30 Under 30: Sanket Avlani - Turning cabs into canvas

Sanket Avlani has designed a creative platform to take art to the masses

Published: Feb 11, 2016
Sanket Avlani has often sought inspiration in music
Image: Mexy Xavier
Sanket Avlani has often sought inspiration in music

Sanket Avlani | 28
Curator, TaxiFabric
Category: Design


Sanket Avlani was in his first year at KJ Somaiya College, in Mumbai, when he realised that engineering was not for him. Creatively inclined since childhood, he started dabbling in graphic design, web design and animation projects instead.

After a short course in creative communication from MICA, Ahmedabad, followed by stints at a couple of advertising agencies, Avlani moved to London in August 2014, where he freelanced for ad firms such as Mother and BBH, before being hired by Wieden+Kennedy.

“How to work with people, how to truly pursue what you want to do, invest in your projects—not just in terms of time and energy, but also financially—and look at it as something that would start a conversation or a trail of thought in the minds of people is what I learnt during my time in London,” says Avlani. This was also how he conceived of TaxiFabric, a startup that connects young designers with taxi drivers. TaxiFabric turns the taxi upholstery that goes on the seats and ceilings into a canvas for young designers to show off their design talent and storytelling skills. This, in turn, piques people’s interest and helps initiate conversations between drivers and passengers, and introduces design to those who come in contact with it.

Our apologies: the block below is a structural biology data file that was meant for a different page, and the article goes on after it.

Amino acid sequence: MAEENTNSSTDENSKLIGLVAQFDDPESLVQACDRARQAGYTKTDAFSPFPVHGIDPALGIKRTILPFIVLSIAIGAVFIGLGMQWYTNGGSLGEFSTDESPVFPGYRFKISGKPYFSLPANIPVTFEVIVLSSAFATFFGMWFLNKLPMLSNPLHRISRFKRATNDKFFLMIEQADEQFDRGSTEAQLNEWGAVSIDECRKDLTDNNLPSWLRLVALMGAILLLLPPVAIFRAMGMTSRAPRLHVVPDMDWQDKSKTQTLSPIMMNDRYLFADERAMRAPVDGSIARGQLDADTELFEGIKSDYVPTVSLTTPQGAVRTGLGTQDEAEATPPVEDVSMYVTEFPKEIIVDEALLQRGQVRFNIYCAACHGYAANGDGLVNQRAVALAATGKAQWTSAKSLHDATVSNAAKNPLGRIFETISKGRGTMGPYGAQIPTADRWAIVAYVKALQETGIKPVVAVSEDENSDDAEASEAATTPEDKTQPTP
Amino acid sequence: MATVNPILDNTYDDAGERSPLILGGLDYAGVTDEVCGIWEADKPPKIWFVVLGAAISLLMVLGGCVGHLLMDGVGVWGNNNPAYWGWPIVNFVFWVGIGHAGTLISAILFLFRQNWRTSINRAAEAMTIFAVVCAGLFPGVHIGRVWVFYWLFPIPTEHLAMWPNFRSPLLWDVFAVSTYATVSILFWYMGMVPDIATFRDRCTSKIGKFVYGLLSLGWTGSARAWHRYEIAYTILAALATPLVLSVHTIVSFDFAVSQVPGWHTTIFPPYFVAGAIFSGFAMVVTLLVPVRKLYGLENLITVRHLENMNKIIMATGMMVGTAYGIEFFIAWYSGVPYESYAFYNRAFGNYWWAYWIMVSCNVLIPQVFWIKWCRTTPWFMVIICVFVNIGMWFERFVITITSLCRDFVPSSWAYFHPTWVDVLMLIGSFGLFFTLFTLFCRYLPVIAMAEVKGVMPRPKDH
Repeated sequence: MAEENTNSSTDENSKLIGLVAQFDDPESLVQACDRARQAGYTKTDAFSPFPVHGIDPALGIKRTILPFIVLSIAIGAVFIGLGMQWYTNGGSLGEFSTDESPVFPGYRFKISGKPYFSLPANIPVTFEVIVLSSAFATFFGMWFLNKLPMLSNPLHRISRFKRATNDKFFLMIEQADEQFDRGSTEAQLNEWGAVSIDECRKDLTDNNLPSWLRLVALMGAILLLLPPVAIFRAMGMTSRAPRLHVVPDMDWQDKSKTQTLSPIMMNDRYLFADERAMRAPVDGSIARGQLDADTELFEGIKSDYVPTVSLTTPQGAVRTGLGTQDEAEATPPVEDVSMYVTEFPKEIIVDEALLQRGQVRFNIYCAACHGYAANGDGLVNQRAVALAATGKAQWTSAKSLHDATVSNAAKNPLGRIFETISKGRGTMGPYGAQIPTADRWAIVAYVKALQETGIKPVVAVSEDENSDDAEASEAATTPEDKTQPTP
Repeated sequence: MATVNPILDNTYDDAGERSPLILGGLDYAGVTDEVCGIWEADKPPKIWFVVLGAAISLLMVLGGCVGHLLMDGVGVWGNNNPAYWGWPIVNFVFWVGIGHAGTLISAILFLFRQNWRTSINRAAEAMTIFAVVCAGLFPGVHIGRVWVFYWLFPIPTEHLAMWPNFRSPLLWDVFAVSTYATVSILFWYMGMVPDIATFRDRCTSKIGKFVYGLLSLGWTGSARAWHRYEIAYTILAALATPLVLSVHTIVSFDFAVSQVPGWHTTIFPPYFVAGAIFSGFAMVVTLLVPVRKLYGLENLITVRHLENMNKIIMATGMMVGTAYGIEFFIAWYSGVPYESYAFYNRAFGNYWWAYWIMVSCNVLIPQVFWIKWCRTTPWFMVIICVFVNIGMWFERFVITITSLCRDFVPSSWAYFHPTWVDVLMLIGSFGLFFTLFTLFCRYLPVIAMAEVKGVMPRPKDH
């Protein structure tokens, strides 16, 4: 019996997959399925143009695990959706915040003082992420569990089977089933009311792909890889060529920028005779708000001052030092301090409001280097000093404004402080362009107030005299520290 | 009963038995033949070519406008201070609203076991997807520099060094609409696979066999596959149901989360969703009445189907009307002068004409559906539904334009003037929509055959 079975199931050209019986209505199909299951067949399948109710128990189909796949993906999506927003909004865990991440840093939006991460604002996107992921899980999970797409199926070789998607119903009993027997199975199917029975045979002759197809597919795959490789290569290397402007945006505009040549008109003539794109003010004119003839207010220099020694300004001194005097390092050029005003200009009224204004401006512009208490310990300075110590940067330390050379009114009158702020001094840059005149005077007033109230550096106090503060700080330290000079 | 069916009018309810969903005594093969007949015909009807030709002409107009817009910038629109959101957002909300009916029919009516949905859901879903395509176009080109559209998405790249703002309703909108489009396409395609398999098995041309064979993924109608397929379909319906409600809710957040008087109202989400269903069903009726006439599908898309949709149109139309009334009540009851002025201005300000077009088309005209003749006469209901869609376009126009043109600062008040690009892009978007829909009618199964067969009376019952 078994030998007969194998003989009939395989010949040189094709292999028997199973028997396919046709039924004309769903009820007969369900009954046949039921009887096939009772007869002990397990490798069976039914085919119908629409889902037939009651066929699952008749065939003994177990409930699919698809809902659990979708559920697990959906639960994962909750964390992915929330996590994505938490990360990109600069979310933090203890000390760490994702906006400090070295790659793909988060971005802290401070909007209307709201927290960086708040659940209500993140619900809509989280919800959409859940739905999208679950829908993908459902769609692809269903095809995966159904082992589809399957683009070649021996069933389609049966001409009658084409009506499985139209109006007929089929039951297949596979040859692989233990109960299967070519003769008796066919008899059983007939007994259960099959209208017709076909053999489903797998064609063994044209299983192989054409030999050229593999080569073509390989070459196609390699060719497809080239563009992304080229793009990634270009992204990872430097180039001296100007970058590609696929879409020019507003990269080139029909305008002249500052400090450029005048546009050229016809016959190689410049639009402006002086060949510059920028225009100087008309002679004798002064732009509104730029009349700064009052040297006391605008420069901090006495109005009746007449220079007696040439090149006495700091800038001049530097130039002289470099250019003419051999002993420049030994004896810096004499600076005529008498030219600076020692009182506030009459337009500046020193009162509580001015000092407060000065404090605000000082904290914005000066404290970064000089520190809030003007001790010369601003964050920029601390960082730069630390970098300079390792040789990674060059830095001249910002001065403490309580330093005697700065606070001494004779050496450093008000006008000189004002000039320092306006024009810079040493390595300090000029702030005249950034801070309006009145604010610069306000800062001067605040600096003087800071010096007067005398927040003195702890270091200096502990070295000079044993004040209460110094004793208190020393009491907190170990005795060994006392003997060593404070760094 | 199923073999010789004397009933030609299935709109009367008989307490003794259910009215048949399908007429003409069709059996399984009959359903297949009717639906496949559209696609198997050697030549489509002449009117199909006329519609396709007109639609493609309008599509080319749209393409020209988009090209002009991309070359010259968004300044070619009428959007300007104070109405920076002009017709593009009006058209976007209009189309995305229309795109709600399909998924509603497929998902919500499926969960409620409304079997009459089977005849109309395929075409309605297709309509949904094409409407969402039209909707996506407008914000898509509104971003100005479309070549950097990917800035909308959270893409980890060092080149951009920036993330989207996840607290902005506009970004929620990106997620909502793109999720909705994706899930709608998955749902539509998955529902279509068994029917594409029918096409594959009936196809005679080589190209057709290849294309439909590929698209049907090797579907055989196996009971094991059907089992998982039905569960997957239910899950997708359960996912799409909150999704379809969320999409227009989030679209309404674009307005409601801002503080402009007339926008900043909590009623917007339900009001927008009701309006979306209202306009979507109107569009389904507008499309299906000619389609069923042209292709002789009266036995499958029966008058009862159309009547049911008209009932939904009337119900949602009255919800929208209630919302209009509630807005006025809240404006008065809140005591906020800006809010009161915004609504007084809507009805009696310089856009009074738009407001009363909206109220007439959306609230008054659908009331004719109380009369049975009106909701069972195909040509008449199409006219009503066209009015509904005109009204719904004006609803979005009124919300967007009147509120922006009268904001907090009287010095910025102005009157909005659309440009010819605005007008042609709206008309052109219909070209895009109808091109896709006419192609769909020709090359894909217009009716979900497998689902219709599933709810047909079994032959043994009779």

In a city with great divides between the haves and have nots, inclusivity is the most important subject for design and Avlani has sought to address it.

Launched in April 2015, and funded through Kickstarter, TaxiFabric has designed 25 black-and-yellow taxis in Mumbai and is now exploring the three-wheeler segment. The project is slowly gaining momentum and support from various quarters. Designers such as Sameer Kulavoor, Lokesh Karekar and Shantanu Suman have had associations with it; recently fashion label NorBlack NorWhite designed the space inside a three-wheeler. As the Kickstarter funding comes to an end in February, TaxiFabric is exploring options of collaborating with brands or developing a product line to help fund and scale up the project.

“I have worked with many designers but few are able to start out on their own. Sanket is one such designer. The idea of TaxiFabric strikes me as belonging to a unique space where a design project has a long-term social impact along with being commercially viable,” says Vijay Nair, CEO, OML Entertainment, an event management company with which Avlani is consulting.

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(This story appears in the 19 February, 2016 issue of Forbes India. You can buy our tablet version from Magzter.com. To visit our Archives, click here.)

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